I agree that there is a socio-economic consequence to higher real estate prices. But from what I haev seen, it's lower income residents that go off in search of cheaper housing, not the middle class. I guess an argument can be made that the city encourages such an effect because with fewer lower income residents, there will be less government expenditure on social servies that serve mainly lower income residents.

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  68. Fritz, the "housing heads" are those, apparently including you, who appear to advocate the purchase of real property, under any circumstances, at any price, terms be damned.

    And who is the "bitter" poster, Fritz? I bought my "home" in 1997 and sold into a bidding war two years ago. I have not "missed" anything, except the agony of selling a house in a lousy market - and it is an agony, as many will no doubt learn.

    Did I say I could not "afford a home?" No, I didn't. For me, it's not about affordability, but value. What do I get for my money in the DC area if I buy? Scratch, that's what. I made my decision and acted upon it. And I am confident it was the right decision for me.

    Now, back to the topic at hand - the bubble. Again, prices are falling. They have risen way beyond trend and may well fall below trendline over the next several years. That, my friend VA_Investor, would be a 50% real decline.

    And do not forget, 6 years ago, that anyone on the internet or anywhere else who even SUGGESTED the possibility of a stock price "correction" of more than 15 or 20% was laughed out of the room. Well, you know how that story ended.

    So it CAN happen, gentleman, it is not the stuff of "dreams," but a real possibility that there will be a bloodbath.

    And "VA," (may I call you that?) you know damn well that a handfull of houses in a given neighborhood that MUST BE SOLD, for whatever reason, will murder comps and thus the appraised value of neighboring houses on which banks will base future lending decisions. Game over.

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  69. Wow dc relax. I still don't see how this "cycle" will be different from previous ones. That means SFH price drops of up to 25% and some condo's up to 40%.

    Interest rates will make the real cost of owning relatively flat. Meanwhile, the Post is reporting increases in rent as part of the CPI.

    The people on the sidelines seem to be the most worried and bitter. For your sake, I hope you made the right decision.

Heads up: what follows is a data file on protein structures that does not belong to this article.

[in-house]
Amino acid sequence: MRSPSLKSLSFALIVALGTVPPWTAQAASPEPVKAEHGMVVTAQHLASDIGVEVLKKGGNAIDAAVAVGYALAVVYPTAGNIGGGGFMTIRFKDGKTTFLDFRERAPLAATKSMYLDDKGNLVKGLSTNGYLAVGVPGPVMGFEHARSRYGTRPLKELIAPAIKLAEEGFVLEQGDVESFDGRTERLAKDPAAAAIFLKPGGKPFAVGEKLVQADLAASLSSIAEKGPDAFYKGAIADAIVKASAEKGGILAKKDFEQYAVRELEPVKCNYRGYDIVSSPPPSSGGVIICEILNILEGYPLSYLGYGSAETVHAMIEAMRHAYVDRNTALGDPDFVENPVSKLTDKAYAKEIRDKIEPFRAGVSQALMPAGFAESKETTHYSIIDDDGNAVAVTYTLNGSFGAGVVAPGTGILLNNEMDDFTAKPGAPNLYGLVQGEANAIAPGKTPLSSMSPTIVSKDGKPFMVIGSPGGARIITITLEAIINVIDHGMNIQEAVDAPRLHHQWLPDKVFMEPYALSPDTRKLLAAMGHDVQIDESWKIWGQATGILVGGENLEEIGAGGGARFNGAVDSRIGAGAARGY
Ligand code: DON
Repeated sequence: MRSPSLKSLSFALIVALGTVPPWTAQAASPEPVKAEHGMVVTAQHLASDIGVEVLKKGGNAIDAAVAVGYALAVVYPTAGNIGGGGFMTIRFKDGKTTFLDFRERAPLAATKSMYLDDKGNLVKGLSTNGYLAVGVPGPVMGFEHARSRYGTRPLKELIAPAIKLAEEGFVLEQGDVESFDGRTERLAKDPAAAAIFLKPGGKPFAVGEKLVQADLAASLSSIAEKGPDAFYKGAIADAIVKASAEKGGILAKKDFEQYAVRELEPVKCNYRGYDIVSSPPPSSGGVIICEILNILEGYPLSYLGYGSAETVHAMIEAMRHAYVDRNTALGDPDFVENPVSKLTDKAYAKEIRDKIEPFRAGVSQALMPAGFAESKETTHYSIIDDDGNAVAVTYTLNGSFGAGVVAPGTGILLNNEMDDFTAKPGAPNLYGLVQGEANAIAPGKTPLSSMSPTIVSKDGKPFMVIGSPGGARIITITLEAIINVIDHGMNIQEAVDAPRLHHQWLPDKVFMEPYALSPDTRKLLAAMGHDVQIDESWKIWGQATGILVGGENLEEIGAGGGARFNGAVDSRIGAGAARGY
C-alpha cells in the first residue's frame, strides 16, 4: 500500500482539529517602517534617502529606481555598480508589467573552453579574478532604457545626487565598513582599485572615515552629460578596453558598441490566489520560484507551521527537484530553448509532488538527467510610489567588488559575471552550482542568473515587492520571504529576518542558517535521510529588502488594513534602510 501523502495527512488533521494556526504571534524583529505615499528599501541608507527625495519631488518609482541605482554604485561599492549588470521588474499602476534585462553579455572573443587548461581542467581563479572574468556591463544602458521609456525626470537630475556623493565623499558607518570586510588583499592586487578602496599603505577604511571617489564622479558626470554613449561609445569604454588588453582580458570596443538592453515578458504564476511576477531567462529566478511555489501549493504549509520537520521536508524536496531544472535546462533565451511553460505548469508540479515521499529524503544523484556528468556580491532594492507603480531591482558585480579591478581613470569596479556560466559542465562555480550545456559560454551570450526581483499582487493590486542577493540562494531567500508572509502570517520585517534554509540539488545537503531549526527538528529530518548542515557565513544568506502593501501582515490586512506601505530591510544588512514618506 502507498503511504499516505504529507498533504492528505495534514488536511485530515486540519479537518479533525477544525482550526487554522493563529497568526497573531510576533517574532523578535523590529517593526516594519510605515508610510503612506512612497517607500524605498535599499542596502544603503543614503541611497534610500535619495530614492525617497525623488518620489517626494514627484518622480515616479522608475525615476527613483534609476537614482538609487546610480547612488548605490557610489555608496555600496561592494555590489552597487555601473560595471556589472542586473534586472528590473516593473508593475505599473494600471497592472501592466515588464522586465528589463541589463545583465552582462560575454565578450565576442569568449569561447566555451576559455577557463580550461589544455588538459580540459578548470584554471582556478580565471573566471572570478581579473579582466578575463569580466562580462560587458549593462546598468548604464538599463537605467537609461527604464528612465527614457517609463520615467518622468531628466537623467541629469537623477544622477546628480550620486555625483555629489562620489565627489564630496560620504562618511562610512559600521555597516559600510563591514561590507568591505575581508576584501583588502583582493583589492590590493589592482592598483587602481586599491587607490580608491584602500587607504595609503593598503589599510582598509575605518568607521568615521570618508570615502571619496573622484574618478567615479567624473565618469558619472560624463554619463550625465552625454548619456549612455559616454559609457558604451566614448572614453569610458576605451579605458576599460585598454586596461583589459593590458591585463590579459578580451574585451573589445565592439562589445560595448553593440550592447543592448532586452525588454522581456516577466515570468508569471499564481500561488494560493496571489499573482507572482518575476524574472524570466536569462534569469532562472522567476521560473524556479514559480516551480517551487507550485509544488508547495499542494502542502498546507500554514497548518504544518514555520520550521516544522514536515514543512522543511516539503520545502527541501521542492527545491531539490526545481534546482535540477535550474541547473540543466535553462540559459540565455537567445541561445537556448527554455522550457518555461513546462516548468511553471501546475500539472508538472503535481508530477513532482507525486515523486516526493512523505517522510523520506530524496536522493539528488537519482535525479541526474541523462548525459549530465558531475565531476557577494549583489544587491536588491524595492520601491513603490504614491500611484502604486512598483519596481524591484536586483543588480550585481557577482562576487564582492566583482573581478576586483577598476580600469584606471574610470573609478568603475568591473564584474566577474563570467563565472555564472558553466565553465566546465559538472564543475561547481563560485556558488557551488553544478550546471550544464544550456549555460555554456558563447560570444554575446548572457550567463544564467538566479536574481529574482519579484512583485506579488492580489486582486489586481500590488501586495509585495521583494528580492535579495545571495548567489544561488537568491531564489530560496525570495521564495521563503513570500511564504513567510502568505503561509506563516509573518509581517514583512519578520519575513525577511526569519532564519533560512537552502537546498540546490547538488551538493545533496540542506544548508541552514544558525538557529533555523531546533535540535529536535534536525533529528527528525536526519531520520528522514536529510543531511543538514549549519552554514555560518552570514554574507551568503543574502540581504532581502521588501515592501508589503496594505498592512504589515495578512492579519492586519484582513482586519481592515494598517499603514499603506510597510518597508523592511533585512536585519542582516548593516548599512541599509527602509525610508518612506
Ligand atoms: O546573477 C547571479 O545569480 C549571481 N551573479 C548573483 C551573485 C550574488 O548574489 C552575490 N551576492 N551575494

Obviously, the market has a ways to drop before you will be ahead (considering appreciation after your sale, costs of your sale, moving costs, higher interest rates, cost to repurchase, moving costs again - not putting any value on the headaches involved).

    We will see if all that was worth it.

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  70. dc_too:

    I believe you are projecting in your anger. I have never said that anyone should buy no matter what. Indeed, my posts on this thread speak for themselves.

    And I'm sorry you sold in 1999, instead of holding on for a few more years so that you could have sold for more money. I understand the bitterness that that sort of missed opportunity can cause and I sympathize. But that sort of resentment is coloring your outlook and feeding your anger at your poor luck in selling. You just gotta get past it. I missed out on buying into Google's IPO because I thought it was overpriced. I was bitter, given the heights that Google's value has reached, but I've gotten over it. You need to get over selling your home before the peak. It's done and over. Stop letting it be a chip on your shoulder.

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  71. my government office is seeing the mass exodus of middle income. In fact, we can not even fill a grade 13 position even when it is offered at a 13/10. Only the most unqualified applicants even apply. What we are seeing is the continued retention of very old employees >65, and the incoming but soonly departing younger crop (22-25). We have virtually no middle age / middleincome employees. Maybe my office is different, but from what our HR department said this is a problem with most government agencies in the area. So, dc post is about right on.